The Nerd Side Of Life

Are Small Businesses Required To Be ADA Compliant?

Last 1990, the Americans with Disabilities Act (ADA) was signed into law. The ADA prohibits discriminatino against people with disabilities in several aspects of life, including employment, transportation, public accommodations, communications, and access to state and local government programs and services. If your business or organization fits certain guidelines, ADA Compliance is mandatory.

People with disabilities struggle with physical and technical barriers on a daily basis. So the ADA protects their rights to have safe access to public spaces. Understanding the accessibility standards for ADA Compliance – as well as the consequences for non-compliance – is essential for any business owner. It is the first step to providing safety and convenience that your customers deserve and abiding by the law.

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What is ADA Compliance?

Being ADA compliant means that your business meets the standards for accessibility as stated in the ADA. Accessibility spans all aspects of your business from the property and facilities itself, to the information provided, forms of communication, customer service, and everything in between. 

Since it is a civil rights law, the United States Department of Justice implements and regulates it. Being non-compliant may cause serious problems for your business or organization. Below are the following areas of concern for non-compliant businesses: 

  • Hefty fines

The federal law allows fines of up to $75,000 for the first ADA violation and $150,000 for additional violations. State and local governments may vary in having more fines and requirements (for accessibility standards higher than that in the ADA) for businesses in their locality. It is in your best interest to invest in ADA-approved access requirements for your facility or website.

  • Lawsuits involving people with disabilities

Government agencies, municipalities, recreational facilities, and small businesses that do not provide accessible public accommodations are vulnerable to lawsuits, personal injury claims, and legal or civil penalties if a disabled visitor files a claim against them. The ADA mandates that reasonable modifications be made to (old) buildings and facilities that may contain physical barriers that make it difficult for people with disabilities to access or maneuver in.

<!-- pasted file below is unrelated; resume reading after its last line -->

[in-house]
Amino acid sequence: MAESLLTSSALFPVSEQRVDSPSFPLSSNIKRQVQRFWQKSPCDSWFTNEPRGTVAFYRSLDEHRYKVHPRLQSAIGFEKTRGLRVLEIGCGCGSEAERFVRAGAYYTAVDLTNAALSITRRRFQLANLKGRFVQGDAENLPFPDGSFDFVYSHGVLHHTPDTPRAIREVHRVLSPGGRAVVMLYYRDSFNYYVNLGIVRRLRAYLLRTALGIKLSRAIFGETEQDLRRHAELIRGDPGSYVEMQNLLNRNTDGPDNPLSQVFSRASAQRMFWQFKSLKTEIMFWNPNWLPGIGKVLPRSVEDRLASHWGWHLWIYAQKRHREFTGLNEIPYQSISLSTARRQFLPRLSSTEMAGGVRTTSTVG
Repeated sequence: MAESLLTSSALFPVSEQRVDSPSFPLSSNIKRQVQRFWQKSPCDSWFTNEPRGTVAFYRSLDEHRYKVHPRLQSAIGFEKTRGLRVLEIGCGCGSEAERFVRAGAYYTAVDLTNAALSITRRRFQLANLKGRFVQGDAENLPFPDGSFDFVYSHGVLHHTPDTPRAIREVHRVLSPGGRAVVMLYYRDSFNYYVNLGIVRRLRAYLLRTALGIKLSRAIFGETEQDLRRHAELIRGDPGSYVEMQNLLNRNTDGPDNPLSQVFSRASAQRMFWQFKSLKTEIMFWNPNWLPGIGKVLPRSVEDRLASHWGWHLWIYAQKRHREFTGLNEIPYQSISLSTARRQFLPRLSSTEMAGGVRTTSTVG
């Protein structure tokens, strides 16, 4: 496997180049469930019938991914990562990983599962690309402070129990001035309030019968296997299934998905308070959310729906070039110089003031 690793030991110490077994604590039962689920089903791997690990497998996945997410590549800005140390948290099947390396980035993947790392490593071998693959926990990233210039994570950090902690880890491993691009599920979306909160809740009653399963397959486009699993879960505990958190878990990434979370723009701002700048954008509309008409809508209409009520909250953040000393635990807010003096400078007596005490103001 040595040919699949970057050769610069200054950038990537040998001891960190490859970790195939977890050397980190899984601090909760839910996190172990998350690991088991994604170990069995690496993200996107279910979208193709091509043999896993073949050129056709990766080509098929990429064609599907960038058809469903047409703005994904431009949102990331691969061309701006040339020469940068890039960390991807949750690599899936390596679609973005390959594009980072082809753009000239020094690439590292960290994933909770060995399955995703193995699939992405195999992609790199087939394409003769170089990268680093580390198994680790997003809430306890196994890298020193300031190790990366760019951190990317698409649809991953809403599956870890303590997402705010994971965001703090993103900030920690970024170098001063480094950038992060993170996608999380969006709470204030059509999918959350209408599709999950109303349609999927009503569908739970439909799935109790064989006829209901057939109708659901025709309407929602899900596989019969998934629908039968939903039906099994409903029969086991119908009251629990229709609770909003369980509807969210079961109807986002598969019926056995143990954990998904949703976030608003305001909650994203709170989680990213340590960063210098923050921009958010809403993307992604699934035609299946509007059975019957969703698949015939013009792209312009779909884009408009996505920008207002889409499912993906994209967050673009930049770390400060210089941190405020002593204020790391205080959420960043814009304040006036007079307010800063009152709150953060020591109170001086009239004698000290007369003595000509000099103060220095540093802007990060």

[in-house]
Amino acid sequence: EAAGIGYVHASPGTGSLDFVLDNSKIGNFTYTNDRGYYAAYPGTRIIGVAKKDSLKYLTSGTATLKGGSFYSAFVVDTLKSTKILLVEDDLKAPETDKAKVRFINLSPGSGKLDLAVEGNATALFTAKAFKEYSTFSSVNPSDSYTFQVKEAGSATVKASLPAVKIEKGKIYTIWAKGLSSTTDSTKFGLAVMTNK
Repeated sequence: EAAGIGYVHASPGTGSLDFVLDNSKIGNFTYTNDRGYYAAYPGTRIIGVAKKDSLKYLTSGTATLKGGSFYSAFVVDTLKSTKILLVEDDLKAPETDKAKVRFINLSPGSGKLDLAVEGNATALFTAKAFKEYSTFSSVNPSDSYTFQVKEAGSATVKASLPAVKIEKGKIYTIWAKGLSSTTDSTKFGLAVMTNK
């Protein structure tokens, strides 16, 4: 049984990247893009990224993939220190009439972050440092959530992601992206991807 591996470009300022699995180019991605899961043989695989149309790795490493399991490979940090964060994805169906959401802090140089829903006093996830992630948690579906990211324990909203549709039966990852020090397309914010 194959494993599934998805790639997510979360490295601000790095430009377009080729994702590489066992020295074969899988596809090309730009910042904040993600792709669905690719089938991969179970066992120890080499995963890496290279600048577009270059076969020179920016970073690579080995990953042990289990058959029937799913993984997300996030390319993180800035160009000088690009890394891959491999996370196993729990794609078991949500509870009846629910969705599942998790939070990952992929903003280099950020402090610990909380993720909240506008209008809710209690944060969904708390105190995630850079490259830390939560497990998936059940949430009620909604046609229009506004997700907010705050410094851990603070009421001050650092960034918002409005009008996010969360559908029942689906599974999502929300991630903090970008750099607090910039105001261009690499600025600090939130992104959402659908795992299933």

It is highly recommended to undergo an inspection with a Certified Access Specialist (CASp) because they will conduct a full inspection of your property and specifically tell you the areas that need improvement. This will not only ensure ADA Compliance, but you are also providing a convenient experience for all your customers or visitors and safeguarding your business from the possibility of lawsuit claims against accessibility.

  • Damaged reputation 
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Lastly, the consequence of a damaged reputation can be a nightmare. Getting caught – or worse, sued – for non-compliance and violation of the ADA damages the image of your business and brand when it becomes public information. Providing safe access to disabled persons shows that the ethics of your business and your operations are of high level – worthy of the respect and support of the general public.

Now, you might be wondering what businesses are covered by the ADA.

How does a small business comply with the ADA? 

To confirm if your small business is required to meet ADA Compliance, you may want to read Title I and III of the ADA. 

Title I of the ADA discusses employment, and the ADA defines an “employer” as any person who is:

  • Engaged in an industry affecting commerce
  • Employs 15 or more full-time employees each work day
  • Operational for at least 20 calendar weeks in each year

“Small” businesses that do not meet at least one of these conditions are not required to be ADA compliant. 

Besides the section on Employment, Title III focuses on private and public entities considered to be public accommodations or providing goods and services to the general public. These public accommodations have the following categories:

  • Stores and shops
  • Restaurants and bars
  • Service establishments
  • Theaters and hotels
  • Private museums and schools
  • Doctors and dentist’s offices
  • Shopping malls and other businesses 

Nearly any business that is open to the public is included in this section of the ADA, regardless of the size or age of its facilities. However, commercial facilities such as offices, factories, and warehouses are only subject to ADA requirements for new construction and alterations. This is because these facilities do not directly provide goods or services to the public. 

The ADA guidelines require small business owners to make reasonable efforts to accommodate any individual with a disability. These efforts will surely go a long way because as you invest in providing access to all, more people will support and return to your business!

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